City of Sound is about cities, design, architecture, music, media, politics and more. Written by Dan Hill since 2001.

Unix, C, and the Labs

Written in


Also in this week’s Economist Technology Quarterly supplement is a well-written and concise version of the story of Dennis Ritchie, Bell labs, C and Unix. Well worth reading. Contains a few gems, which I’ll quote at length for you:

"The severe limitations of the computers of the day forced Dr Thompson and Dr Ritchie to be ruthlessly efficient in their designs. Of course, this was true of other operating systems and languages of the time, which have long since faded from use. What distinguished the Bell Labs team is that, from the beginning, they focused on doing things that had not been done before, and doing them with clarity. In the words of Arnold Ross, an American mathematics educator, they “thought deeply of simple things”. One key and ambitious innovation was the idea of portability. At the time, different kinds of computer hardware ran different operating systems. Both Unix and C were, from the beginning, meant to move beyond the PDP-7; indeed, soon after its invention, Dr Ritchie and Dr Thompson “ported” it to the PDP-11, a more powerful model."

"Unix was re-written almost entirely in C. Until then, operating systems, which handle all the day-to-day workings of a computer, had been written in “machine language” which was different for different computers, and nearly opaque to humans. C, on the other hand, is a “high-level language” in that it has a greater degree of abstraction. This step meant that Unix could easily be moved to just about any computer of the time that had adequate memory; all one had to do was write a compiler (a program that translates C into machine language) for each computer. And because Dr Ritchie had been careful to keep the core of C very compact, this was relatively easy to do."

"The second factor Dr Ritchie cites is the “software tool approach” of Unix—breaking up complicated tasks into discrete software tools made the system easier to work with. For example, “paging”—the need, in the old days of character-based displays, to show only one screenful of information at a time—was broken into a separate small program. Dr McIlroy was the one who devised the system of “pipes” that allowed different programs to pass data to one another. This was unusual for the time."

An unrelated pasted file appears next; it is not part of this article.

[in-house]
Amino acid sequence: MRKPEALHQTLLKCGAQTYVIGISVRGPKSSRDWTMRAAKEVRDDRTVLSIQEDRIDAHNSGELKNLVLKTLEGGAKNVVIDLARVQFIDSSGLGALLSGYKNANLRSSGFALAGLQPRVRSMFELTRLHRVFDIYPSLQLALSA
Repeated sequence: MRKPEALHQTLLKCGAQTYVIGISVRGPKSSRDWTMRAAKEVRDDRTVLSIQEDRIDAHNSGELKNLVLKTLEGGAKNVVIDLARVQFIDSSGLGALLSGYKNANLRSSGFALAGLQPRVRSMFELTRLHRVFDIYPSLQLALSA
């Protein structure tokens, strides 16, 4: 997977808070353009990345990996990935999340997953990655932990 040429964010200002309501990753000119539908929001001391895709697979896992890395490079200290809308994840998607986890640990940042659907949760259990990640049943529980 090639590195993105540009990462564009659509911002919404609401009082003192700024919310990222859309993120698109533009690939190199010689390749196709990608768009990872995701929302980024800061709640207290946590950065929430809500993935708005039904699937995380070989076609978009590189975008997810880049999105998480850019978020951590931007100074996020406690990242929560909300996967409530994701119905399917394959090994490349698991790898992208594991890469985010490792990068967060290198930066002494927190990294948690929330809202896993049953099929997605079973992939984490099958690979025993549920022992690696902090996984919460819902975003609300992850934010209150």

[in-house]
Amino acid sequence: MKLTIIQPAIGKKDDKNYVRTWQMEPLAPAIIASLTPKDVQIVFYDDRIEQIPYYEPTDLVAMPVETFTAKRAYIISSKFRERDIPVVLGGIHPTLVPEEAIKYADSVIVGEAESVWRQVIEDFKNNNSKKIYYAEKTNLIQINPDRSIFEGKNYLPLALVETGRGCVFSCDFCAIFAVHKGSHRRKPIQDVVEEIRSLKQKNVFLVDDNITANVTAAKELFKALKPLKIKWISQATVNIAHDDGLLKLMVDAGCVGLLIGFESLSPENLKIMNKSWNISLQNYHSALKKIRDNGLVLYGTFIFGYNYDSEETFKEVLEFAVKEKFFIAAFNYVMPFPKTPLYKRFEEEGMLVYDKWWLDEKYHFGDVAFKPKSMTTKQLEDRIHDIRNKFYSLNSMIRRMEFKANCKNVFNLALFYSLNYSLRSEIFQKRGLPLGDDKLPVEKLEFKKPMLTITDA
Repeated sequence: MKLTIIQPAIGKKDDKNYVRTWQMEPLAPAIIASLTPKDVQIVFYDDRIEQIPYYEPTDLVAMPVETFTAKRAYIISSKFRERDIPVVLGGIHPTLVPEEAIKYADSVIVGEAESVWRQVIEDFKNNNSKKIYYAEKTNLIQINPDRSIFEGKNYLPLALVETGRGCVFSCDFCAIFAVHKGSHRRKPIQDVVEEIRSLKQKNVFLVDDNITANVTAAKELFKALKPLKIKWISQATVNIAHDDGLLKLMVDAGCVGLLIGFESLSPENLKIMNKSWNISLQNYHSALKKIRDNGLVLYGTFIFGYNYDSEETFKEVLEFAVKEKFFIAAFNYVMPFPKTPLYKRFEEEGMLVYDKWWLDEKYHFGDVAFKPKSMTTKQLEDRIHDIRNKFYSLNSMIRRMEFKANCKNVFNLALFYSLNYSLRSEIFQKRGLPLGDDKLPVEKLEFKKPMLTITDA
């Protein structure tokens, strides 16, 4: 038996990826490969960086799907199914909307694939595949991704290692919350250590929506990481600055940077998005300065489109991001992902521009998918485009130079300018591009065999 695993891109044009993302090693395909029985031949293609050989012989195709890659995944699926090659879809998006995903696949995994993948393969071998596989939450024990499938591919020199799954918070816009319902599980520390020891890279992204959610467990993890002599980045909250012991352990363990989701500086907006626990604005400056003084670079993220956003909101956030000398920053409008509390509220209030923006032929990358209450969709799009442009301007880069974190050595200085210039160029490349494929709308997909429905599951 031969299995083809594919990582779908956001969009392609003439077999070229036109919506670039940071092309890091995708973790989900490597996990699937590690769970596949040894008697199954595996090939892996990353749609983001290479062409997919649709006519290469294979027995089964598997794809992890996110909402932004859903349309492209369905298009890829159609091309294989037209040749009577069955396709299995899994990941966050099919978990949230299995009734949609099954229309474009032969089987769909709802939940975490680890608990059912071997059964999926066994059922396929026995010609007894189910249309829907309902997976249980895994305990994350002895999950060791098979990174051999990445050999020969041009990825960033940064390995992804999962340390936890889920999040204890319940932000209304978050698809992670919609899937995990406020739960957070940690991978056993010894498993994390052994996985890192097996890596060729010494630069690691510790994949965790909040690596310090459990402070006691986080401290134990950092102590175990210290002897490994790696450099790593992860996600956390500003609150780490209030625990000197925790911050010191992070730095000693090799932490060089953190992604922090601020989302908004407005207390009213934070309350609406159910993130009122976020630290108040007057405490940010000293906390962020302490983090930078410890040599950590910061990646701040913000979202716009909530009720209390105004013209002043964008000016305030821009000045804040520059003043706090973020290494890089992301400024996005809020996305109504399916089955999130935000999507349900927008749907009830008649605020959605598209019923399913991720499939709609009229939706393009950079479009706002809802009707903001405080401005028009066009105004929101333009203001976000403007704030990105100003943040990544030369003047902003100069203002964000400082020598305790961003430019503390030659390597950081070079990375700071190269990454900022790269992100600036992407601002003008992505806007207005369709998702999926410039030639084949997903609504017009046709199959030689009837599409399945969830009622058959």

Check the key points: portability; abstraction; the compact core, with the beginnings of object-oriented programming in those "discrete software tools".

The article ends beautifully with a further observation; the social aspects of creativity, and the potential beauty implicit in programming:

"Dr (Rob) Pike says that the thing he misses most from the 1970s at Bell Labs was the terminal room. Because computers were rare at the time, people did not have them on their desks, but rather went to the room, one side of which was covered with whiteboards, and sat down at a random computer to work. The technical hub of the system became the social hub. It is that interplay between the technical and the social that gives both C and Unix their legendary status. Programmers love them because they are powerful, and they are powerful because programmers love them. David Gelernter, a computer scientist at Yale, perhaps put it best when he said, “Beauty is more important in computing than anywhere else in technology because software is so complicated. Beauty is the ultimate defence against complexity.” Dr Ritchie’s creations are indeed beautiful examples of that most modern of art forms."

The Economist: Unix’s founding fathers [subscription required]


4 responses to “Unix, C, and the Labs”

  1. Peter Lindberg Avatar

    The “discrete software tools” are perhaps better likened to Service Oriented Architectures (SOA). The reason for this is that objects seldom are discrete. There is a principle in object-oriented programming that says that objects shouldn’t make any assumptions about their “users” (other objects), but generally that principle isn’t followed. More commonly, an object’s interface is shaped by whatever it is its users need. But with SOA, as with discrete tools chained using pipes, there’s no choice; you don’t have control over your users.


  2. McGee's Musings Avatar

    David Gelerntner on Beauty in Computing

    Here’s a great thought to start off my day.


  3. Dan Avatar

    Trackbacks on this post, received at the time (before I turned trackbacks off due to spam):

    » David Gelerntner on Beauty in Computing from McGee’s Musings
    Here’s a great thought to start off my day. [Read More]


Leave a Reply

Fill in your details below or click an icon to log in: Logo

You are commenting using your account. Log Out /  Change )

Twitter picture

You are commenting using your Twitter account. Log Out /  Change )

Facebook photo

You are commenting using your Facebook account. Log Out /  Change )

Connecting to %s

%d bloggers like this: